Donde Estan? - the question of Chile's "disappeared"
Gabriela Zuniga with a picture of her husband.
'Where are they now, the missing sons, daughters, brothers, sisters and husbands and wives that disappeared during Pinochet's rule in Chile?' This question bears heavily on the minds of those left behind. One of these is Gabriela Zuniga, whose husband was arrested and subsequently disappeared in 1974, barely a year after Pinochet's CIA backed military coup overthrew Salvadore Allende's democratically elected Socialist Party. She has since been active as a PR spokesperson in AFDD (The Association of Families of the Detained and Disappeared); an organisation dedicated to finding out the truth about the fates of their missing family members.

In her well presented lecture Gabriela underlined the importance of establishing the full truth of what happened to those who disappeared in order to build a new, peaceful society in Chile. However, even though 28 years have passed since her husband was arrested she still doesn't know what exactly happened to him and who is responsible for his disappearance.
AFDD pin commemorating family members who were made to "disappear" by Pinochet's security forces.
The activities of the AFDD concentrate on locating burial sites, tracing implicating documents and interviewing people who may have information shedding light on the fate of the many remaining cases. What the AFDD research, together with 2 major commissions by the civilian government of President Patricio Aylwin and various committees have so far established since the end of military rule in 1990, is that many people who were considered left wing or supporters of the former president were arrested, exiled, tortured and killed. One of the commissions, the National Corporation of Reparation and Reconciliation, recorded the "disappearance", extrajudicial execution or death under torture of 3197 people between 1973 and 1990 (Amnesty International). On top of that, criminal complaints on behalf of tens of thousands of former prisoners who were tortured by the security forces have been submitted to Judge Juan Guzman Tapia, who chairs the criminal investigation against Pinochet. However, the issue of impunity with regard to these serious human rights violations committed under military rule remains far from resolved.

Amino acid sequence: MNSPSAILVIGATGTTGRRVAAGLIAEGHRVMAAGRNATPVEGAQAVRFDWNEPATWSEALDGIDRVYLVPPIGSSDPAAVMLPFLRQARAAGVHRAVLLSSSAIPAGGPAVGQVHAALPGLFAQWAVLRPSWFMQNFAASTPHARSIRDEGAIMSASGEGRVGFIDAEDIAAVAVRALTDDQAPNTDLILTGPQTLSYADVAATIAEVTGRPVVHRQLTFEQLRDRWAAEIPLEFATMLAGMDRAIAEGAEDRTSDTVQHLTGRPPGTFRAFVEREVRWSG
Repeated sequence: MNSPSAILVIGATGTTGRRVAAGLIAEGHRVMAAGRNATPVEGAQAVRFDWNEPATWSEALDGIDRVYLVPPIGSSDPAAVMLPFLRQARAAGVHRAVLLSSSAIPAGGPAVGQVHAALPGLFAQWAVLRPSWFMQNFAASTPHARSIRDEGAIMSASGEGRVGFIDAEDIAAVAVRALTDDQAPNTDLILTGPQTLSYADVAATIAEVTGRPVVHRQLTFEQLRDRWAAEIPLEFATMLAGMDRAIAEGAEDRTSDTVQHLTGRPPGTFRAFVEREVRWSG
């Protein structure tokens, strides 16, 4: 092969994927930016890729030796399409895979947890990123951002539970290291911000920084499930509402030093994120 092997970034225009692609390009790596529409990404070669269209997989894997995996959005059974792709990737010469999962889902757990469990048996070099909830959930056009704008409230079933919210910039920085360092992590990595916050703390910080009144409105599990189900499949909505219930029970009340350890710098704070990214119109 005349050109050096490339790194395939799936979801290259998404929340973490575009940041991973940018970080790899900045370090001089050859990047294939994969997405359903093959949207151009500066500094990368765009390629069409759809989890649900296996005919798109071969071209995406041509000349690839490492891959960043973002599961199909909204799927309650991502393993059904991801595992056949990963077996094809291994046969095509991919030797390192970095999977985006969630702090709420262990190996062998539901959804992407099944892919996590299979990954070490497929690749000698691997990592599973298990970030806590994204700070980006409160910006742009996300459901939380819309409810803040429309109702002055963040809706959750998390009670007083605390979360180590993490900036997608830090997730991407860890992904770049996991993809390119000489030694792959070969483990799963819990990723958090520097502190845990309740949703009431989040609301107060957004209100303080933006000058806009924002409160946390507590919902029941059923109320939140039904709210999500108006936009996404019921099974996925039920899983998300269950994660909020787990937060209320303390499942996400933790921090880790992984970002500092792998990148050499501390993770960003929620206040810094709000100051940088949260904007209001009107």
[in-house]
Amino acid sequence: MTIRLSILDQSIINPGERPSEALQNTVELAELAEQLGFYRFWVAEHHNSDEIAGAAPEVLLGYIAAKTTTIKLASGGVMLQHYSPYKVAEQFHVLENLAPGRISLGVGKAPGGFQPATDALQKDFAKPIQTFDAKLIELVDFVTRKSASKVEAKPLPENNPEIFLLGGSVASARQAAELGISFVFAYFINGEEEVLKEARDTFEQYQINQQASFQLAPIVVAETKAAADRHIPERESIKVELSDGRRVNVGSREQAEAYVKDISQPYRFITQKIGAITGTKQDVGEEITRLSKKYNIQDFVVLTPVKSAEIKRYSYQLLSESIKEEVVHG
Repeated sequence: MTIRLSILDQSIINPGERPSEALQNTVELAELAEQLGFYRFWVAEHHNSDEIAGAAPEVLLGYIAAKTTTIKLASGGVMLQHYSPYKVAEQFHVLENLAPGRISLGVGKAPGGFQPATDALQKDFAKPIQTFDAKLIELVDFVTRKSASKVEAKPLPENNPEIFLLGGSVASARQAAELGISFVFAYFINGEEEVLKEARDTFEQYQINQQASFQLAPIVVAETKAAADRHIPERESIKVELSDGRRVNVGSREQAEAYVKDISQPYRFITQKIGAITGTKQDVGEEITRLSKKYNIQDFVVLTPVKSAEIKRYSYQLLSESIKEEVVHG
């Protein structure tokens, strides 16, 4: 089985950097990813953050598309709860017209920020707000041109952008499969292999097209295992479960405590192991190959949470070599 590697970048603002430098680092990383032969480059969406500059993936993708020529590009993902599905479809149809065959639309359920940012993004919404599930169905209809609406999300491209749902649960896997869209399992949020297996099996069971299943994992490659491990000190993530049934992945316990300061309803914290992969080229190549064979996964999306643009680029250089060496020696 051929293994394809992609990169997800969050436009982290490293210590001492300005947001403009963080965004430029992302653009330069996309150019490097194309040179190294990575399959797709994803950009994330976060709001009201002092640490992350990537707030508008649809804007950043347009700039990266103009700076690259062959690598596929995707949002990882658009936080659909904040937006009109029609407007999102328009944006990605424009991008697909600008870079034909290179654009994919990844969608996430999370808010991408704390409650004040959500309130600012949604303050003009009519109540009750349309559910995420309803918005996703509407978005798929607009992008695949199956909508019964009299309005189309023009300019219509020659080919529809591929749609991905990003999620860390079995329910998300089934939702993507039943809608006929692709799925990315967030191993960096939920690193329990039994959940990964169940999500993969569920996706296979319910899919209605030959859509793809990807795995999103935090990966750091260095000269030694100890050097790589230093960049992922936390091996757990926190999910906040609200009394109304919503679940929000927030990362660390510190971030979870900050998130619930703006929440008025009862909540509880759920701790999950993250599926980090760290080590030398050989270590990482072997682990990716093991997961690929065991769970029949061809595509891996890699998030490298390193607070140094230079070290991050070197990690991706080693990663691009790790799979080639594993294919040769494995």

One of the problems hindering the investigations, according to Gabriela, is that despite Chile's transition to democracy, there are still many people, including former members of the Directory of National Intelligence, in important political and social positions who were also holding posts in Pinochet's administration. Further lack of will on the side of the government in settling the problem is demonstrated by the refusal to revoke the Amnesty Law of 1978, which was passed by the military dictatorship and is widely seen as nothing less than a self-amnesty for violators of human rights.

Consequently, for Gabriela and many others who cannot forget the fate of their loved ones, an open wound will remain until the truth is out and justice has been done.
Ushaia-Papeete / Peace Boat's 36th Voyage